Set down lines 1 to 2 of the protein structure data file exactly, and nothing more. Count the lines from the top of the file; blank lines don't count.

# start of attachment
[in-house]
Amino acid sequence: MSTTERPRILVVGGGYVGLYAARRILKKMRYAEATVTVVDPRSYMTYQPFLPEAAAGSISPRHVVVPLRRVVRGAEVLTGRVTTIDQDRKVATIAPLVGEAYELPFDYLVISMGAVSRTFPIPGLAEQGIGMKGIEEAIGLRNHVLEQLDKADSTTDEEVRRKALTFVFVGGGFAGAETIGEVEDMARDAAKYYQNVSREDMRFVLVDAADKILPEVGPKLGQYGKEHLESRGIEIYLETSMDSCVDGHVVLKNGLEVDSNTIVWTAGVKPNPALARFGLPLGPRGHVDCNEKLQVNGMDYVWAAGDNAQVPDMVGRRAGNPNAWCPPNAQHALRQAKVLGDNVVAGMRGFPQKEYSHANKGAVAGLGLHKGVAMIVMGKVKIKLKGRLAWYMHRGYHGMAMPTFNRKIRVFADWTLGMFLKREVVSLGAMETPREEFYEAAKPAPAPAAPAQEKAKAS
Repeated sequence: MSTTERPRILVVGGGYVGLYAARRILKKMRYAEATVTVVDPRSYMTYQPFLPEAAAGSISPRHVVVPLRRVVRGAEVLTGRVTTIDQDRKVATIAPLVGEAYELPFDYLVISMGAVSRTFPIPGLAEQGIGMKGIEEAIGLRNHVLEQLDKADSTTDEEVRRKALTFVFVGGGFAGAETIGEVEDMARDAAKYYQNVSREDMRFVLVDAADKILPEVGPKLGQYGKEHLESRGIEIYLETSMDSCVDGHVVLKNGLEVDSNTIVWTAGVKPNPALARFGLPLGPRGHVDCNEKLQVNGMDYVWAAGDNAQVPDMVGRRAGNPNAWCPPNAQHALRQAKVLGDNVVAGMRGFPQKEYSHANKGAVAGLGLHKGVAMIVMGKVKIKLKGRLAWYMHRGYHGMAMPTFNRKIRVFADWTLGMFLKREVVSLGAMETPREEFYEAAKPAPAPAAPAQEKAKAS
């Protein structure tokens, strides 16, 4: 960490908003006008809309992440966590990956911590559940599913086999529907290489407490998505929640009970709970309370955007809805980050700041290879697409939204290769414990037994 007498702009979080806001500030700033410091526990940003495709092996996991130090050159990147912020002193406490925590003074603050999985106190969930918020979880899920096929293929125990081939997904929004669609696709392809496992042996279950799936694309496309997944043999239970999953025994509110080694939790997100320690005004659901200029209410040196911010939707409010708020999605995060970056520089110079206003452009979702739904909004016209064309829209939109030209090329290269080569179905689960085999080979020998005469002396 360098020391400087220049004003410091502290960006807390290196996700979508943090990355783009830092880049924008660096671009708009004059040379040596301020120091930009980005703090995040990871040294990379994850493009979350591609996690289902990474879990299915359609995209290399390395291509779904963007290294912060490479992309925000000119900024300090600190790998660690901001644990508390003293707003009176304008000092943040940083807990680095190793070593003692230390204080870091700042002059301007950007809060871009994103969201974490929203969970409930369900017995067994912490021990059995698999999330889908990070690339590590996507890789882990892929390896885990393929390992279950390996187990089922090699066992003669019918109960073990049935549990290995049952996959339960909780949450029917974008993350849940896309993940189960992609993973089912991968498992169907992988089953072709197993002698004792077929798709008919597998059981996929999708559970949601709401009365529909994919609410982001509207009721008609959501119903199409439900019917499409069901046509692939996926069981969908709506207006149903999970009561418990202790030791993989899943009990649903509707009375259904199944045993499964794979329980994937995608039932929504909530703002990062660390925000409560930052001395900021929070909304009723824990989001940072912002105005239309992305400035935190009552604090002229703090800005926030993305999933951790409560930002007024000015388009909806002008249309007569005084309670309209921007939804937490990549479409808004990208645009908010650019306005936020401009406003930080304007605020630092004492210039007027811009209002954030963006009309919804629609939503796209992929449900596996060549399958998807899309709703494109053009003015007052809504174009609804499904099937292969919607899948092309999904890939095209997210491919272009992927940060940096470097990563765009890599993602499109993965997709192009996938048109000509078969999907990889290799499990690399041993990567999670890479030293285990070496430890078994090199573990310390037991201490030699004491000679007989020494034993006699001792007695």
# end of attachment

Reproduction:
[in-house]
Amino acid sequence: MSTTERPRILVVGGGYVGLYAARRILKKMRYAEATVTVVDPRSYMTYQPFLPEAAAGSISPRHVVVPLRRVVRGAEVLTGRVTTIDQDRKVATIAPLVGEAYELPFDYLVISMGAVSRTFPIPGLAEQGIGMKGIEEAIGLRNHVLEQLDKADSTTDEEVRRKALTFVFVGGGFAGAETIGEVEDMARDAAKYYQNVSREDMRFVLVDAADKILPEVGPKLGQYGKEHLESRGIEIYLETSMDSCVDGHVVLKNGLEVDSNTIVWTAGVKPNPALARFGLPLGPRGHVDCNEKLQVNGMDYVWAAGDNAQVPDMVGRRAGNPNAWCPPNAQHALRQAKVLGDNVVAGMRGFPQKEYSHANKGAVAGLGLHKGVAMIVMGKVKIKLKGRLAWYMHRGYHGMAMPTFNRKIRVFADWTLGMFLKREVVSLGAMETPREEFYEAAKPAPAPAAPAQEKAKAS